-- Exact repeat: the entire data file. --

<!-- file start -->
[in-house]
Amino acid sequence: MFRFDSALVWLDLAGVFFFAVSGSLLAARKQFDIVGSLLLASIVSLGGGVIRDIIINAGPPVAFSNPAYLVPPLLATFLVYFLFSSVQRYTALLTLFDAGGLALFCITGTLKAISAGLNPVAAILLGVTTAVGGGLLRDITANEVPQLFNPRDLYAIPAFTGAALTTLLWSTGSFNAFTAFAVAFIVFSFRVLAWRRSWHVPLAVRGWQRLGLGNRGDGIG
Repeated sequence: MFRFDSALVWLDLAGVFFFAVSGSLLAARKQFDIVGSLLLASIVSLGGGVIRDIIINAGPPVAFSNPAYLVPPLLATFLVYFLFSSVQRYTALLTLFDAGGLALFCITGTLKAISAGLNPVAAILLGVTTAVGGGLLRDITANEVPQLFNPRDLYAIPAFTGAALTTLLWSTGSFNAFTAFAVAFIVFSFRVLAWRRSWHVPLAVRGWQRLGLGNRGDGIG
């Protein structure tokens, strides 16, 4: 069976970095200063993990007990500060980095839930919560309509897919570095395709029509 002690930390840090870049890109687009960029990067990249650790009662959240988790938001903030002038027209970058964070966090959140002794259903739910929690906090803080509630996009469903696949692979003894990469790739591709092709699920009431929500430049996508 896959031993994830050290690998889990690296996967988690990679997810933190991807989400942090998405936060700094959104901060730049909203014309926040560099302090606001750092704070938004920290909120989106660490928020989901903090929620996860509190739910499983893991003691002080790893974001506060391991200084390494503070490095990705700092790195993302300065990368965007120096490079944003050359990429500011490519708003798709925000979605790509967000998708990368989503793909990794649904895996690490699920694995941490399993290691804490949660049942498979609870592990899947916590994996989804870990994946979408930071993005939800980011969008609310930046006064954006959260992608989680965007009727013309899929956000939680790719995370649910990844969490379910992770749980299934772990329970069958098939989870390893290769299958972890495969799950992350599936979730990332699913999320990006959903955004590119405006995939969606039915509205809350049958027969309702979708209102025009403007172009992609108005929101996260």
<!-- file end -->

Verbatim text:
[in-house]
Amino acid sequence: MFRFDSALVWLDLAGVFFFAVSGSLLAARKQFDIVGSLLLASIVSLGGGVIRDIIINAGPPVAFSNPAYLVPPLLATFLVYFLFSSVQRYTALLTLFDAGGLALFCITGTLKAISAGLNPVAAILLGVTTAVGGGLLRDITANEVPQLFNPRDLYAIPAFTGAALTTLLWSTGSFNAFTAFAVAFIVFSFRVLAWRRSWHVPLAVRGWQRLGLGNRGDGIG
Repeated sequence: MFRFDSALVWLDLAGVFFFAVSGSLLAARKQFDIVGSLLLASIVSLGGGVIRDIIINAGPPVAFSNPAYLVPPLLATFLVYFLFSSVQRYTALLTLFDAGGLALFCITGTLKAISAGLNPVAAILLGVTTAVGGGLLRDITANEVPQLFNPRDLYAIPAFTGAALTTLLWSTGSFNAFTAFAVAFIVFSFRVLAWRRSWHVPLAVRGWQRLGLGNRGDGIG
């Protein structure tokens, strides 16, 4: 069976970095200063993990007990500060980095839930919560309509897919570095395709029509 002690930390840090870049890109687009960029990067990249650790009662959240988790938001903030002038027209970058964070966090959140002794259903739910929690906090803080509630996009469903696949692979003894990469790739591709092709699920009431929500430049996508 896959031993994830050290690998889990690296996967988690990679997810933190991807989400942090998405936060700094959104901060730049909203014309926040560099302090606001750092704070938004920290909120989106660490928020989901903090929620996860509190739910499983893991003691002080790893974001506060391991200084390494503070490095990705700092790195993302300065990368965007120096490079944003050359990429500011490519708003798709925000979605790509967000998708990368989503793909990794649904895996690490699920694995941490399993290691804490949660049942498979609870592990899947916590994996989804870990994946979408930071993005939800980011969008609310930046006064954006959260992608989680965007009727013309899929956000939680790719995370649910990844969490379910992770749980299934772990329970069958098939989870390893290769299958972890495969799950992350599936979730990332699913999320990006959903955004590119405006995939969606039915509205809350049958027969309702979708209102025009403007172009992609108005929101996260």